This expected level of volatility then corresponds to the volatility bands of our 1-10 risk profiles.
There is also some correlation analysis being performed, but as a basic concept, the expected volatilities for the asset classes, represented within the solution, are driving the risk-rating.
CMA’s across our asset class taxonomy may look something like this:
Expected 10 year annualised volatility
Expected 10 year annualised return
Cash (money market)
UK Government Bonds
UK Index Linked Bonds
UK Corporate Bonds
Global Fixed Interest
North American Equity
Developed Pacific Equity
Emerging Market Equity
The above numbers are for illustrative purposes only and do not reflect the actual CMA’s provided by Moodys Analytics.
A single asset fund invested in UK equities, for example, would have an expected annualised volatility of 16 per cent, whereas, a diversified multi-asset solution with a 50:50 allocation to Global Fixed Interest (8 per cent annualised volatility) and UK Equity (16 per cent annualised volatility), could project a combined annualised volatility of say, 12 per cent and that would position it at risk profile 6 on the Defaqto scheme.
This is obviously an over-simplified example, but it does provide the basic framework for risk-rating.
However, due to asset diversity, simply doing the numbers is dangerous.
As such, we always interview fund managers to get a good understanding of how they allocate within broad asset classes, which may have an effect on our risk assessment.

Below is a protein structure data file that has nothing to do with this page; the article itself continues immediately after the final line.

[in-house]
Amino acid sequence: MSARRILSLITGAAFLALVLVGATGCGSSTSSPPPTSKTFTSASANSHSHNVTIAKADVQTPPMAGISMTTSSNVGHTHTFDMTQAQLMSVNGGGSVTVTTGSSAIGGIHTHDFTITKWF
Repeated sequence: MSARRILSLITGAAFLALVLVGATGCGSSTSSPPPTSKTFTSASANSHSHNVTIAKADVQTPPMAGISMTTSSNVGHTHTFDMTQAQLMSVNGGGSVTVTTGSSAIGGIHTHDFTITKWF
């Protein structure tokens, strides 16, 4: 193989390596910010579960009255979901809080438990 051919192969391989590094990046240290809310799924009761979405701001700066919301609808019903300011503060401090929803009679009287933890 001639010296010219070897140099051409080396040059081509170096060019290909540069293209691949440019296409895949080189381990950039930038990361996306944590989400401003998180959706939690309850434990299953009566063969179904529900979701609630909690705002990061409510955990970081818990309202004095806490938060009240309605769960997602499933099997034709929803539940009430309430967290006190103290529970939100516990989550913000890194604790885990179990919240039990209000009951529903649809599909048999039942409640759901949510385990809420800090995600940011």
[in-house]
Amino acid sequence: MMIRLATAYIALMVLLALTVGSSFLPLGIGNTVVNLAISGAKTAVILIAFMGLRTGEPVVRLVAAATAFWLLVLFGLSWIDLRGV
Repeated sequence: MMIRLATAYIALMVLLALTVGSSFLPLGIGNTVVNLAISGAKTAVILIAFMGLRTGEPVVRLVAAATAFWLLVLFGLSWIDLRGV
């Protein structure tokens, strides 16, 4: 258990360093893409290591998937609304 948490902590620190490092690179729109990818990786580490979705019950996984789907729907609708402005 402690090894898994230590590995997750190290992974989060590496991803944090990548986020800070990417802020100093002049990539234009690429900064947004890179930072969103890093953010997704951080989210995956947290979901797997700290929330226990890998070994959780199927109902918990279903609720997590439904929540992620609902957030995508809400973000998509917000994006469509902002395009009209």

For example, data may tell us that they allocate to UK Gilts but we need to understand the actual duration of the bonds they hold to provide a clear prediction of future volatility and the associated risk.
The same would apply to equities and we would seek to understand how a manager may be allocating within, say, UK Equities, to understand if there is a market cap bias to small, medium or large cap, which would, again, influence predicted volatility and the Defaqto risk-rating.
Another piece of the jigsaw worth mentioning is the asset class referred to ‘other’.
This is present in all data services across our industry and occurs when the data vendor is unable to classify certain assets within the available asset classes, or the fund manager has provided insufficient information to classify those assets.
It’s not unusual to see allocations of 10 per cent or more to ‘other’ but Defaqto takes great care to understand the nature of these assets – exposure to fixed interest assets compared to equities would have a big impact on the expected future volatility and associated risk-rating.
We then undertake reviews on a quarterly basis to ensure managers are continuing to run their solutions in line with our earlier assessments.
Different risk-rated solutions
One thing to note here is, that advisers should not mix and match risk-rated solutions and risk schemes.
For example, if a fund is risk-rated as ‘5’ by Defaqto that will not equate to a risk profile ‘5’ on another provider's scale.